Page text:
dinner dances will be held by Alpha
Rho Chi and Theta Kappa Psi. ..gowns for gala nights _
S. . . dramatic, exciting
S .. designed to make an a
utterly glamorous and
Very atest romanic OU?
(1 Sizes from 12, at
in rHair .V$14.95 and Upwards
S ln One Special Group at
a o $10.95
0 COm-D
acrsshfrom ElSh pbeth Dillon
Across from Jordan Hall E. William-1 block off State
217 Observatory St. Ph. 3411
a e T..B Ged
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Prophetic of evenings of romance... devastating
drama . . . story book happenings . . . these
rustling brocades ... quaintly stiff ... the shim-
mering cloths of gold . . . or silver . . . that
light up your eyes ... your hair ... the slim,
clinging crepes ... shot with silver ... shining
with jewels and bugle beads ... daring as to
back ... and decolletage ... looping scarves ...
or swooping ones . .'. gowns all, to dazzle .. .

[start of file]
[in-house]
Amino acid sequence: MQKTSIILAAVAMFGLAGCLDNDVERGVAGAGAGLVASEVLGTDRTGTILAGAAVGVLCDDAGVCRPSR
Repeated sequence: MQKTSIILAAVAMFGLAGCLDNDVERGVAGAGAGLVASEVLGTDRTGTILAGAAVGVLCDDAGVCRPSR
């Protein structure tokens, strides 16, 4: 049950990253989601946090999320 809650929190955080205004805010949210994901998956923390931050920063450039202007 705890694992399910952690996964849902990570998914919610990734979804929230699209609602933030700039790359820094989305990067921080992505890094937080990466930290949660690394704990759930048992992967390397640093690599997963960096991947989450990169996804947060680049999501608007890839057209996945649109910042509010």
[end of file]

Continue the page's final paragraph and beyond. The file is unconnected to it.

be it over a cocktail . or a waltz.

Fashion Revue

Alpha Omricon Pi sorority an- Kappa Nu fraternity is entertain-
nounces the initiation of the follow- ing the following out-of-town guests
ing: Doris Jean Campbell, '38, De- this week-end: Jerome Blonder,
troit; Mary Louise Mann, '37, Flint; Cleveland; Bill Arnoff, Cleveland:
Dorothy Ohrt, '36, Ann Arbor andClvan;BlAnoCerend
Mary Louise Stevens, '37, Detroit. Herbert Sharlitt. Cleveland; and
James Riglehaut, Cleveland.
Members of the music group of at 8 p.m. yesterday at the home of
the Michigan Dames held a meeting Mrs. Russell C. Husse'.

Season tickets for the three plays
to be offered by the Children's
Theatre this year will go on sale to-
day in Miss Ethel McCormick's office
in the League, Lois King, '37, chair-